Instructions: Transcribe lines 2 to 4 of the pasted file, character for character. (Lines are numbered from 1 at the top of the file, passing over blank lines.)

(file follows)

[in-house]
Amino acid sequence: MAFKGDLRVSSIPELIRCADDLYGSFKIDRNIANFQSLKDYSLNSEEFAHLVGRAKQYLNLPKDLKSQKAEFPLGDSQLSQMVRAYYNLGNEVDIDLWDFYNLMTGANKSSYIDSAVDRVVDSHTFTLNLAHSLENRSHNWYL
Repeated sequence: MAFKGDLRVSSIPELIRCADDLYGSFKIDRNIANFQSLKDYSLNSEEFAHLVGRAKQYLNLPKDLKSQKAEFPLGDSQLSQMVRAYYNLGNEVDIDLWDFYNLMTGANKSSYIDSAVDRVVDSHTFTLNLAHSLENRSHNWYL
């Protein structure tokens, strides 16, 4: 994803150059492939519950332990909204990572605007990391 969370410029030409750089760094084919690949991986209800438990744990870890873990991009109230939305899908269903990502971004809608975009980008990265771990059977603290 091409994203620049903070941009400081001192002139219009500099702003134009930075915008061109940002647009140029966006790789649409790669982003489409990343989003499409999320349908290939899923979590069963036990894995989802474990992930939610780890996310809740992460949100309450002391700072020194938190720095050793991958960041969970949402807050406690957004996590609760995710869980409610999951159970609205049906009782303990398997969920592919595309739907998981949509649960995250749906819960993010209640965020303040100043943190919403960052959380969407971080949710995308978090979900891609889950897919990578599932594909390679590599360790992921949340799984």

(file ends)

Amino acid sequence: MAFKGDLRVSSIPELIRCADDLYGSFKIDRNIANFQSLKDYSLNSEEFAHLVGRAKQYLNLPKDLKSQKAEFPLGDSQLSQMVRAYYNLGNEVDIDLWDFYNLMTGANKSSYIDSAVDRVVDSHTFTLNLAHSLENRSHNWYL
Repeated sequence: MAFKGDLRVSSIPELIRCADDLYGSFKIDRNIANFQSLKDYSLNSEEFAHLVGRAKQYLNLPKDLKSQKAEFPLGDSQLSQMVRAYYNLGNEVDIDLWDFYNLMTGANKSSYIDSAVDRVVDSHTFTLNLAHSLENRSHNWYL
């Protein structure tokens, strides 16, 4: 994803150059492939519950332990909204990572605007990391 969370410029030409750089760094084919690949991986209800438990744990870890873990991009109230939305899908269903990502971004809608975009980008990265771990059977603290 091409994203620049903070941009400081001192002139219009500099702003134009930075915008061109940002647009140029966006790789649409790669982003489409990343989003499409999320349908290939899923979590069963036990894995989802474990992930939610780890996310809740992460949100309450002391700072020194938190720095050793991958960041969970949402807050406690957004996590609760995710869980409610999951159970609205049906009782303990398997969920592919595309739907998981949509649960995250749906819960993010209640965020303040100043943190919403960052959380969407971080949710995308978090979900891609889950897919990578599932594909390679590599360790992921949340799984």